Susan Fenimore Cooper



Susan Fenimore Cooper is remembered as America’s first female nature writer. Raised in Cooperstown, New York, once wild and uncharted territory, Cooper wrote essays that are littered with botanical insight and early observations of America’s natural history. Cooper’s father, James Fenimore Cooper (author of The Last of the Mohicans), maintained a close companionship with his daughter. They often served as editors of each other’s work. Cooper’s attachment to her father, combined with her father’s overbearing nature, may have contributed to Cooper’s decision never to marry. After being approached by several suitors, Cooper turned them all away because her father disapproved. Cooper’s first published work was a novel titled, Elinor Wyllys (1846), which she wrote under the pseudonym, Amabel Penfeather. Cooper’s most successful work however, is a nonfiction collection titled, Rural Hours (1850). Rural Hours is a collection of essays, published in journal form, in which Cooper presents, “the simple record of those little events which make up the course of the seasons in rural life.” Rural Hours was so successful that it was republished ten times from 1850 to 1998. After establishing her notoriety with Rural Hours, Cooper went on to write more nature essays in popular publications such as, The Atlantic Monthly, The Freeman’s Journal, Grahm’s Magazine, Harper’s New Monthly, and Putnam’s Magazine. Cooper also established herself as a successful editor for five additional books, future anthologies of her father’s works, and several monthly magazines. Cooper’s writing style is joyful and precise, often incorporating botanical knowledge with her Christian faith. Cooper’s writing presents a talented balance of science and religion, while unknowingly establishing an early record of America’s natural history. (Justin King Rademaekers)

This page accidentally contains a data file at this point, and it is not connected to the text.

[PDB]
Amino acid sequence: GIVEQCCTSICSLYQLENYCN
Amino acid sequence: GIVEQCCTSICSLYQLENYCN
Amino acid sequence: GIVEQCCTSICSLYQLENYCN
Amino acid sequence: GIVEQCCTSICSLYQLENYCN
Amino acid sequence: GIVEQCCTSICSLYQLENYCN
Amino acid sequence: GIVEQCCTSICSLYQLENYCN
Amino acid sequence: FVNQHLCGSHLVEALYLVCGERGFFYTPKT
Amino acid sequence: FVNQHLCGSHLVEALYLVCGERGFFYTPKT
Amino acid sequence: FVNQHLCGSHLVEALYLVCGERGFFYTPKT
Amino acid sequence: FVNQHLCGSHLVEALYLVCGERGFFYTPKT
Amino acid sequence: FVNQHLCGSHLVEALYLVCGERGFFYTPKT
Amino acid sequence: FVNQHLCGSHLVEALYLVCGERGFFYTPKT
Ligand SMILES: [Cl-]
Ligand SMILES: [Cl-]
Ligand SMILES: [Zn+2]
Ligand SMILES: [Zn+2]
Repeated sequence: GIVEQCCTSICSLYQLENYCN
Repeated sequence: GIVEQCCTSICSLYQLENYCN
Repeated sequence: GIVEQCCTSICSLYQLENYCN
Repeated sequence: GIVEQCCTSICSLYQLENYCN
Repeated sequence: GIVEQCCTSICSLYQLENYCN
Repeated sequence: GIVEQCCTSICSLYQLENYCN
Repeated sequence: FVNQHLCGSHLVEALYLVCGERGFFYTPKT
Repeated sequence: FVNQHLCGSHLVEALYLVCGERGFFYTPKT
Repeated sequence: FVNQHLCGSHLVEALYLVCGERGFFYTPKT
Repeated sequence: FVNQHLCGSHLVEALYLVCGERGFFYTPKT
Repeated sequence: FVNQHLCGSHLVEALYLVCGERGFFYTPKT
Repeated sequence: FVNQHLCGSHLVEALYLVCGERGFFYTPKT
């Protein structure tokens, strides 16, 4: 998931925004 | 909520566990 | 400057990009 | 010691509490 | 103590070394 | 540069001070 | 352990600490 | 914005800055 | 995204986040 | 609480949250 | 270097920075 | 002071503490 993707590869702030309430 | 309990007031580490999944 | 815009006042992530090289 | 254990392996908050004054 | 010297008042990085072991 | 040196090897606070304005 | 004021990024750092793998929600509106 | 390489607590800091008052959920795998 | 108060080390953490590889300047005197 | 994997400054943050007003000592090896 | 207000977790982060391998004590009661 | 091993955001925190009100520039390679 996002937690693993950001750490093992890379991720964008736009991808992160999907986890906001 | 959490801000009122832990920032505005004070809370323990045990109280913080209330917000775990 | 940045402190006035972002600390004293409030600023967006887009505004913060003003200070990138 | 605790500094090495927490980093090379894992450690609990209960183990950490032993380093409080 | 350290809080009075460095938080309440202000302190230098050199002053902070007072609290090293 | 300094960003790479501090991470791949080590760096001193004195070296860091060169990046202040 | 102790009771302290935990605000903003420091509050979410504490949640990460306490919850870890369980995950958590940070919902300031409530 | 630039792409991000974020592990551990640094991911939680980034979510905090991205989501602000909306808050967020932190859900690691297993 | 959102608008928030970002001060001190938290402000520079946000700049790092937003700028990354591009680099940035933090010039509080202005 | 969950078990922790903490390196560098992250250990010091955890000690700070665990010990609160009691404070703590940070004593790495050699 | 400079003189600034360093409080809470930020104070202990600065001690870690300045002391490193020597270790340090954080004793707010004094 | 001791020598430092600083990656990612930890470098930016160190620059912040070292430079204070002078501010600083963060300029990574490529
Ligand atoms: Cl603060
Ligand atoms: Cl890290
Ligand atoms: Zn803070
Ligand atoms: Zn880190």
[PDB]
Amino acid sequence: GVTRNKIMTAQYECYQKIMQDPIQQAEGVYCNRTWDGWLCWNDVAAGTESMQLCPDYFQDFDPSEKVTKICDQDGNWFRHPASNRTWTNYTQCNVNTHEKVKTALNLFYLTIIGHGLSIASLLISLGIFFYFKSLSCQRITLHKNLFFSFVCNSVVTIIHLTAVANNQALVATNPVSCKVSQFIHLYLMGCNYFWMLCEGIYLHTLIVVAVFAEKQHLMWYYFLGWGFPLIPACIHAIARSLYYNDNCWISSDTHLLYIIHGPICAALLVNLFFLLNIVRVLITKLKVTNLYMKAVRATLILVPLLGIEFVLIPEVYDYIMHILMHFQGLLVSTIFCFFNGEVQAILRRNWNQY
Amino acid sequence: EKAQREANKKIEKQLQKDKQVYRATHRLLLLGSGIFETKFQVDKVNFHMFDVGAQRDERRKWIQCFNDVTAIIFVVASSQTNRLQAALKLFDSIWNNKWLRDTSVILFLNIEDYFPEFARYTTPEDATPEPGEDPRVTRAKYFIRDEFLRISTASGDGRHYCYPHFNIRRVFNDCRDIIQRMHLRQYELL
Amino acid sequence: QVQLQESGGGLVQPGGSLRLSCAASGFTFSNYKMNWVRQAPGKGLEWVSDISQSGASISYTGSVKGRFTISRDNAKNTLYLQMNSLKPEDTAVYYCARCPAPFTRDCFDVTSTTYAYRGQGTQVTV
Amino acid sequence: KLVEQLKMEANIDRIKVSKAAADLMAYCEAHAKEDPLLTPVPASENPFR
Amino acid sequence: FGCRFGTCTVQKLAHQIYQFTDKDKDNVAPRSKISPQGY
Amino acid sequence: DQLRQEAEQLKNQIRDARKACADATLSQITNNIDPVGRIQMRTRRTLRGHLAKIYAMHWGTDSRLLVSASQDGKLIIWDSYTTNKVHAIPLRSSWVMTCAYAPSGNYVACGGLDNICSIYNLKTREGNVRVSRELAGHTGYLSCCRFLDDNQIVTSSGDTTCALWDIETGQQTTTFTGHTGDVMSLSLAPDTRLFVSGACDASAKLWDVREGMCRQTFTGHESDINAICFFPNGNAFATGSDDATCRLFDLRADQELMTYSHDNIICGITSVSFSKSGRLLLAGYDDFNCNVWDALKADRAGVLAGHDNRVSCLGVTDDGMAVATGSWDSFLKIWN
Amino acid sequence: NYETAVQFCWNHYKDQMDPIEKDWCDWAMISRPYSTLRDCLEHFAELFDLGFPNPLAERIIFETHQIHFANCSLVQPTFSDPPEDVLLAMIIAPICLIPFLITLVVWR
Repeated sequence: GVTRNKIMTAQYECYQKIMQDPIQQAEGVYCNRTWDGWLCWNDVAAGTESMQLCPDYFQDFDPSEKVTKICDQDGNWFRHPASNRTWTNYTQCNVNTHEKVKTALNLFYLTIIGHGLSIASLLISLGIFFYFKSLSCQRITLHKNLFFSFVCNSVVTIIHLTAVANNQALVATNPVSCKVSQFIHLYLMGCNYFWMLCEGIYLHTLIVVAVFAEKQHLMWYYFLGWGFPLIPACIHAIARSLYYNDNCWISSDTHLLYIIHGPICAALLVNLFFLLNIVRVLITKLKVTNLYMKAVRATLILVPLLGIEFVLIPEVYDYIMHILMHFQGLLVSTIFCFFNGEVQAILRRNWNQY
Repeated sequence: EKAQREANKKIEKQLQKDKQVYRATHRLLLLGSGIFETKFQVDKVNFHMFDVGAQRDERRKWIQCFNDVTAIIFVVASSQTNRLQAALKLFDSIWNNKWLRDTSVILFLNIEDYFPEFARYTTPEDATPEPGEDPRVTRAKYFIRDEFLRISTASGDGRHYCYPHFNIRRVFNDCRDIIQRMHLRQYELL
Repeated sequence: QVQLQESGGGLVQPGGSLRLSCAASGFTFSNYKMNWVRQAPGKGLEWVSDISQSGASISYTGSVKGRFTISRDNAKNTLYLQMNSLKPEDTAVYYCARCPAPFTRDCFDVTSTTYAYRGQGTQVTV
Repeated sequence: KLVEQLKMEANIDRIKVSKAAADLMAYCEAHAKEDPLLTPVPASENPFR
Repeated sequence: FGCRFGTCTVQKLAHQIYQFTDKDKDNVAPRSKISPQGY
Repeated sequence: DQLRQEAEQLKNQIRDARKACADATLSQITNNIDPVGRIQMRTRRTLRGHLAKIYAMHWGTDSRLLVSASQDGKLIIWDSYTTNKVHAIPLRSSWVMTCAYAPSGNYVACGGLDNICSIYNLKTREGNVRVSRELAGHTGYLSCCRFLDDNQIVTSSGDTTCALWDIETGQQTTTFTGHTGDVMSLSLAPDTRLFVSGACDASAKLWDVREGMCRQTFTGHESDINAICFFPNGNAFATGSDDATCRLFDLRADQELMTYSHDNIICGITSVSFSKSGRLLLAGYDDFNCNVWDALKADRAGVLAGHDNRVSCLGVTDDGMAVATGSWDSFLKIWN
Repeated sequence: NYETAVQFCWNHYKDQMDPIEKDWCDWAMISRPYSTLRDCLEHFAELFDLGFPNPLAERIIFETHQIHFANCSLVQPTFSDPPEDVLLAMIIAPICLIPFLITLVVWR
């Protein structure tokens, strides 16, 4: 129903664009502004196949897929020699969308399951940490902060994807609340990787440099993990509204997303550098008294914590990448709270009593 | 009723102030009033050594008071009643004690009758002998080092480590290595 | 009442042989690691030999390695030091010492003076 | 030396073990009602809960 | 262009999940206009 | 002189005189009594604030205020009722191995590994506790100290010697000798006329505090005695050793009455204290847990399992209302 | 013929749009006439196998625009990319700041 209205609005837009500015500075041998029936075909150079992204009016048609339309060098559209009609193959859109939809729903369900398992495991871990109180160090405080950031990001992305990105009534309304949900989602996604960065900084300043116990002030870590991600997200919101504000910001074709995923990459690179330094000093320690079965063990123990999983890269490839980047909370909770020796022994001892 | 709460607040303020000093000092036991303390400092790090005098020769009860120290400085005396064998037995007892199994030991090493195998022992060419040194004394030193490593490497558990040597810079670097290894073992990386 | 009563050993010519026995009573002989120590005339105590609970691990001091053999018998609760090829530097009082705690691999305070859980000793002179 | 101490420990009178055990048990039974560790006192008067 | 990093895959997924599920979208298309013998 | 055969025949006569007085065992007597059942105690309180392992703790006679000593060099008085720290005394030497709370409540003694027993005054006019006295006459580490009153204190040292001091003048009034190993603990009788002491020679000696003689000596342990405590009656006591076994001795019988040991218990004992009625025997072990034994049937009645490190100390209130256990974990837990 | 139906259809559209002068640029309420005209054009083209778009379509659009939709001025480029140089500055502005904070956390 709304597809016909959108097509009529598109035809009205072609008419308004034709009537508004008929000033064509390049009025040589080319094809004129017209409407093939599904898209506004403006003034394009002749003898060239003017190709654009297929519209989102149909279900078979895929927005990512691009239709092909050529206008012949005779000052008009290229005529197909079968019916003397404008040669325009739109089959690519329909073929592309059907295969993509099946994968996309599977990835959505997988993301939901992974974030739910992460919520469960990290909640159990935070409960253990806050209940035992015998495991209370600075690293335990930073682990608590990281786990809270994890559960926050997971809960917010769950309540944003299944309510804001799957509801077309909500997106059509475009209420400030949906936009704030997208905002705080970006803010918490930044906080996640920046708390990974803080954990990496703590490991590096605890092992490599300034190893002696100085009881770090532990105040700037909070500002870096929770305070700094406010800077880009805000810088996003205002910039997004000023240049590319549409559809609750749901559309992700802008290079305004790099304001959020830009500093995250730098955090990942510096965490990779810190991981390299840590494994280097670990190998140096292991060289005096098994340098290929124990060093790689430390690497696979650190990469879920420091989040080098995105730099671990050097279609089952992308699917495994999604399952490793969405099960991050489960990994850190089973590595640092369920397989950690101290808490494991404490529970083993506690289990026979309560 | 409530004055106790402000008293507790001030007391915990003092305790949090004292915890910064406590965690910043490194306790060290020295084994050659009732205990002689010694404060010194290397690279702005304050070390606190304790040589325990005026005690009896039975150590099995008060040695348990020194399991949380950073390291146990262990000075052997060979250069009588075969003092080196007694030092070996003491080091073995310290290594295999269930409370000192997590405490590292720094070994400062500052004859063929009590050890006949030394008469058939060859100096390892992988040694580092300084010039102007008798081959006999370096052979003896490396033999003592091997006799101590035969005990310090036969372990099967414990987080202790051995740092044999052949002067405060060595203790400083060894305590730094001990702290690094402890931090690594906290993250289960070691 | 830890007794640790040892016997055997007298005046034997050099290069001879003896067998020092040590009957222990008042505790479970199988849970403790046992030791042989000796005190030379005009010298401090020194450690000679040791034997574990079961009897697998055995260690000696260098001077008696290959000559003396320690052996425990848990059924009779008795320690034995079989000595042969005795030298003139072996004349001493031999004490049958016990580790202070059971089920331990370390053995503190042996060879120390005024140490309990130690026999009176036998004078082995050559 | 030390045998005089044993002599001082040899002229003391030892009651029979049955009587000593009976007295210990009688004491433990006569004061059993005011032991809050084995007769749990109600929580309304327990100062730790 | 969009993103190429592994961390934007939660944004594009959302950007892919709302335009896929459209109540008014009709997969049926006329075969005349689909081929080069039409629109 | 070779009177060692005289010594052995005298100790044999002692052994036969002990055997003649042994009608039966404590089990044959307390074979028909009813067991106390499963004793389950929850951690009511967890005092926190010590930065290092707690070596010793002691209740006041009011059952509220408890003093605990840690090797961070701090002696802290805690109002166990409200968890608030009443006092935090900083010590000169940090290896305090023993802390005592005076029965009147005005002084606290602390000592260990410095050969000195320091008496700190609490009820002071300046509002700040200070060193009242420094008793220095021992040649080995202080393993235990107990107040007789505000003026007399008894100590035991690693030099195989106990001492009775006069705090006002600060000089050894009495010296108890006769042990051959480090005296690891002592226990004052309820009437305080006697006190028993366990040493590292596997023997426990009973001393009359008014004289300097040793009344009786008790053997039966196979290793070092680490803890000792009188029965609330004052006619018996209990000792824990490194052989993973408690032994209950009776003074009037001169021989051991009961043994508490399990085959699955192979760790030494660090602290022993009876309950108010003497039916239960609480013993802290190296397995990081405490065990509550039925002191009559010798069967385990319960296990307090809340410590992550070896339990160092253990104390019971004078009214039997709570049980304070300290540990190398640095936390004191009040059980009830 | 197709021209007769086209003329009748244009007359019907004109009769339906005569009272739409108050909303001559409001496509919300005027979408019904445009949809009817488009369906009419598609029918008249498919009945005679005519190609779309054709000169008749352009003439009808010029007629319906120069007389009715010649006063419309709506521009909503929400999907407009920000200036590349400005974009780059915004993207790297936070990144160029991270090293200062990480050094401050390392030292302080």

Essays by Susan Fenimore Cooper


The views, after leaving the woods, were beautifully clear and distinct.

The Hudson River and its early names

This Western hemisphere, shrouded in mystery, has no primeval names to repeat to us for the noble streams flowing from its heart.
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Quotidiana by Patrick Madden

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